Monday, June 10, 2013

Advantages and disadvantages of Pneumatic Instruments

The disadvantages of pneumatic instruments are painfully evident to anyone familiar with both
pneumatic and electronic instruments. Sensitivity to vibration, changes in temperature, mounting
position, and the like affect calibration accuracy to a far greater degree for pneumatic instruments
than electronic instruments. Compressed air is an expensive utility – much more expensive per
equivalent watt-hour than electricity – making the operational cost of pneumatic instruments far
greater than electronic. The installed cost of pneumatic instruments can be quite high as well, given
the need for special (stainless steel, copper, or tough plastic) tubes to carry supply air and pneumatic
signals to distant locations. The volume of air tubes used to convey pneumatic signals over distances
acts as a low-pass filter, naturally damping the instrument’s response and thereby reducing its ability
to respond quickly to changing process conditions. Pneumatic instruments cannot be made “smart”
like electronic instruments, either. However, pneumatic instruments actually enjoy some definite technical advantages which secure their continued use in certain applications even in the 21st century. One decided advantage is the intrinsic safety of pneumatic field instruments. Instruments that do not run on electricity cannot generate electrical sparks. This is of utmost importance in “classified” industrial environments where

explosive gases, liquids, dusts, and powders exist. Pneumatic instruments are also self-purging.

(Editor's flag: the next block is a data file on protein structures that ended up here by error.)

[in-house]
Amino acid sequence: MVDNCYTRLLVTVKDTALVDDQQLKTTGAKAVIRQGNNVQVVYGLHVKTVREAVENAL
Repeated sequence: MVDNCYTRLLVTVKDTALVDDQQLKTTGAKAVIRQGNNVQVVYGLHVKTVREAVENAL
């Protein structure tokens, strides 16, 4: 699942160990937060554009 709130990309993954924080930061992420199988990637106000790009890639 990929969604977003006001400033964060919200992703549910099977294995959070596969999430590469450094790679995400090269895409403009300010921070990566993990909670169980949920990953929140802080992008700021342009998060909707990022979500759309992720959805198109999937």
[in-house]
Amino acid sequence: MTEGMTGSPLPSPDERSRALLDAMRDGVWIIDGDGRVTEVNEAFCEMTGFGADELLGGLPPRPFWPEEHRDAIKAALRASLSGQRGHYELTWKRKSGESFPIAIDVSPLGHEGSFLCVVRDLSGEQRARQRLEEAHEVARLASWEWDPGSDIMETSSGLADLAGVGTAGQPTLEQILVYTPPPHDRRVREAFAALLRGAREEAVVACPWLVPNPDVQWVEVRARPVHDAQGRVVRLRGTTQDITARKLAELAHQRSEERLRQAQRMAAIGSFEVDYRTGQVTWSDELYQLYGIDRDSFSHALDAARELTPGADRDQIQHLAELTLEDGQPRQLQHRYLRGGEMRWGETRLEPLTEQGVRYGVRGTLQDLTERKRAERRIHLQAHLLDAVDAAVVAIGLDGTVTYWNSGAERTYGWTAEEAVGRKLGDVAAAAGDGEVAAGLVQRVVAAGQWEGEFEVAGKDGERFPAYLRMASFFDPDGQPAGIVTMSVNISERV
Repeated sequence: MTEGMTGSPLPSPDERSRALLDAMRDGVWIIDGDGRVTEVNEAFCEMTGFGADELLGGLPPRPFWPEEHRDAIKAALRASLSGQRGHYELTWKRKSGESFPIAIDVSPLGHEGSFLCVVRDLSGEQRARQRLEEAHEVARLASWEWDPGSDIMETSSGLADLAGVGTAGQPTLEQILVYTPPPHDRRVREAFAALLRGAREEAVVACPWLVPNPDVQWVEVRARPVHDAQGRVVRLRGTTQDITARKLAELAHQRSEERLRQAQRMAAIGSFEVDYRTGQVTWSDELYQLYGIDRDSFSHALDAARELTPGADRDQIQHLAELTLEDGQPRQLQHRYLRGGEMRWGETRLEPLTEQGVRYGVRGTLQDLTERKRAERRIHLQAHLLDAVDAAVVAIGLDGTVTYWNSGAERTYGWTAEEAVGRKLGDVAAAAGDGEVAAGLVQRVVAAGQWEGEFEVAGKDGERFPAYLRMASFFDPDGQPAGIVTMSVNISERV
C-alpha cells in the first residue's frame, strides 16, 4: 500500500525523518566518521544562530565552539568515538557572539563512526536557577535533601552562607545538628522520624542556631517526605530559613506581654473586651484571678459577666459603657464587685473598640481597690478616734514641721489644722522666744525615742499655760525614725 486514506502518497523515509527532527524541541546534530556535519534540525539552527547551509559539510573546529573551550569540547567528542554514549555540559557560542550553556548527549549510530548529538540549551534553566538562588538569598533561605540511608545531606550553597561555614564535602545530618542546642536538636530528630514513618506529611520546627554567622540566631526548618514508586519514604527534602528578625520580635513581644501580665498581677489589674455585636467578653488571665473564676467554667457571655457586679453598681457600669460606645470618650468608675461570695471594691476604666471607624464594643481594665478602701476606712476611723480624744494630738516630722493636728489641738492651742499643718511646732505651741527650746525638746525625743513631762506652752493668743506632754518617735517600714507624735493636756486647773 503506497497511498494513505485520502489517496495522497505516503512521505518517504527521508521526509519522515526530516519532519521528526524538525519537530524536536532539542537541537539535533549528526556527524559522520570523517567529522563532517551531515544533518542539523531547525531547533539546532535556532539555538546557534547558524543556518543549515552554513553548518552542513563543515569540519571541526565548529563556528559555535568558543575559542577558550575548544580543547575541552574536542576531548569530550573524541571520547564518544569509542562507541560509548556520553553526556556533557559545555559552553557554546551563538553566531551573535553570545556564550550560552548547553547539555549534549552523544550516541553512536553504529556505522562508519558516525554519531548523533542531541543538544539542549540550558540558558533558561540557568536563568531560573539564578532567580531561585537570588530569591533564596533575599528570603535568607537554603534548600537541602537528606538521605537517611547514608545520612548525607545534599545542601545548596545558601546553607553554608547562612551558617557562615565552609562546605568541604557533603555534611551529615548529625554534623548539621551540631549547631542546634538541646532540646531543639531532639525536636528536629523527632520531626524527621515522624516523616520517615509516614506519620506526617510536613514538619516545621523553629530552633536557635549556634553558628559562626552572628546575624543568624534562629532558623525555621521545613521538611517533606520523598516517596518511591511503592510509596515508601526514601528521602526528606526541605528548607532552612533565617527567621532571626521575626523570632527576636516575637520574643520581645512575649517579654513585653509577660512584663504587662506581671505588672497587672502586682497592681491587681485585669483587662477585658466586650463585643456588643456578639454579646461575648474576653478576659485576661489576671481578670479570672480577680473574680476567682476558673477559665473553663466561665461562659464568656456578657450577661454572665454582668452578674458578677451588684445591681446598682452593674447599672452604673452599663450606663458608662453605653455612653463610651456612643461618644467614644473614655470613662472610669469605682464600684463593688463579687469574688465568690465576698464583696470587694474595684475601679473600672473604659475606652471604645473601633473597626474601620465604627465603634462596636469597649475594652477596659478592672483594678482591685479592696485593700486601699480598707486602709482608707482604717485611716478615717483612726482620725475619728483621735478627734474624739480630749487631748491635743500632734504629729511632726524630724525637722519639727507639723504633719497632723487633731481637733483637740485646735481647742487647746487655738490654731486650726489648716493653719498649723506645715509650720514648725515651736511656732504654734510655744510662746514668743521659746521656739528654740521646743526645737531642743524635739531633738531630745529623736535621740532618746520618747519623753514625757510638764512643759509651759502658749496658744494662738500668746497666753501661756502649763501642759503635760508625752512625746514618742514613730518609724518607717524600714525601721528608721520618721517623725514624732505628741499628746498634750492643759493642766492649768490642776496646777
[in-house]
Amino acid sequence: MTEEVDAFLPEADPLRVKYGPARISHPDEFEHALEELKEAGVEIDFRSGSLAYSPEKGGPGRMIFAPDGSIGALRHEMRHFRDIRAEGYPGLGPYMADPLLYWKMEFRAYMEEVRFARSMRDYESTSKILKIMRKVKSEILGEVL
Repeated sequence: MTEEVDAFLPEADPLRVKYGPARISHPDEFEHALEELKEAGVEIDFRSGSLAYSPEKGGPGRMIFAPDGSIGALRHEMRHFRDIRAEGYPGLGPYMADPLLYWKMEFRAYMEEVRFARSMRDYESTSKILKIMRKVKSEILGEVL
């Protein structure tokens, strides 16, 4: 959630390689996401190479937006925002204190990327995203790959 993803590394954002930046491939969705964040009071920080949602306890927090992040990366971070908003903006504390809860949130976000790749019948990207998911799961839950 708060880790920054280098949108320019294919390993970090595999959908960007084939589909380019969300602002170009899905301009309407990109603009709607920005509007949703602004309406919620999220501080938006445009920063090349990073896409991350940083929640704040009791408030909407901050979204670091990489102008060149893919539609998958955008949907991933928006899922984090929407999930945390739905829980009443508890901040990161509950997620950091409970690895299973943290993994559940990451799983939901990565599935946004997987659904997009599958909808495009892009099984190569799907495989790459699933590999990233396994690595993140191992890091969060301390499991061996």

Their continual bleeding of compressed air from vent ports in pneumatic relays and nozzles acts as a
natural clean-air purge for the inside of the instrument, preventing the intrusion of dust and vapor
from the outside with a slight positive pressure inside the instrument case. It is not uncommon to
find a field-mounted pneumatic instrument encrusted with corrosion and filth on the outside, but
factory-clean on the inside due to this continual purge of clean air. Pneumatic instruments mounted
inside larger enclosures with other devices tend to protect them all by providing a positive-pressure
air purge for the entire enclosure.
Some pneumatic instruments can also function in high-temperature and high-radiation
environments that would damage electronic instruments. Although it is often possible to “harden”
electronic field instruments to such harsh conditions, pneumatic instruments are practically immune
by nature.
An interesting feature of pneumatic instruments is that they may operate on compressed gases
other than air. This is an advantage in remote natural gas installations, where the natural gas
itself is sometimes used as a source of pneumatic “power” for instruments. So long as there is
compressed natural gas in the pipeline to measure and to control, the instruments will operate. No
air compressor or electrical power source is needed in these installations.

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